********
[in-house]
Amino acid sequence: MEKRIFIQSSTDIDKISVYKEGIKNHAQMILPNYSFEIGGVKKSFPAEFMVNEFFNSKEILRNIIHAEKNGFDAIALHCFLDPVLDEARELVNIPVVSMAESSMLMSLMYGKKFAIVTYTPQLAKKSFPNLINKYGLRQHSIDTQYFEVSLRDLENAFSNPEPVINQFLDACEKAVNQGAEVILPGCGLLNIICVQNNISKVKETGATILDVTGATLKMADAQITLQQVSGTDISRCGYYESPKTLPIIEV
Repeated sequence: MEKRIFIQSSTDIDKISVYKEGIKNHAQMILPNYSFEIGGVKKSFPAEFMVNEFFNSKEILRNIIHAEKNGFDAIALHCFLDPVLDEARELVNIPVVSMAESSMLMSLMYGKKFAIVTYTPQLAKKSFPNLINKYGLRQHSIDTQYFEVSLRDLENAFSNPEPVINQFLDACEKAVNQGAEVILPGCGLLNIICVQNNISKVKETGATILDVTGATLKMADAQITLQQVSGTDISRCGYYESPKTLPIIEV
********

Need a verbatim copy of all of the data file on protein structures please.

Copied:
[in-house]
Amino acid sequence: MEKRIFIQSSTDIDKISVYKEGIKNHAQMILPNYSFEIGGVKKSFPAEFMVNEFFNSKEILRNIIHAEKNGFDAIALHCFLDPVLDEARELVNIPVVSMAESSMLMSLMYGKKFAIVTYTPQLAKKSFPNLINKYGLRQHSIDTQYFEVSLRDLENAFSNPEPVINQFLDACEKAVNQGAEVILPGCGLLNIICVQNNISKVKETGATILDVTGATLKMADAQITLQQVSGTDISRCGYYESPKTLPIIEV
Repeated sequence: MEKRIFIQSSTDIDKISVYKEGIKNHAQMILPNYSFEIGGVKKSFPAEFMVNEFFNSKEILRNIIHAEKNGFDAIALHCFLDPVLDEARELVNIPVVSMAESSMLMSLMYGKKFAIVTYTPQLAKKSFPNLINKYGLRQHSIDTQYFEVSLRDLENAFSNPEPVINQFLDACEKAVNQGAEVILPGCGLLNIICVQNNISKVKETGATILDVTGATLKMADAQITLQQVSGTDISRCGYYESPKTLPIIEV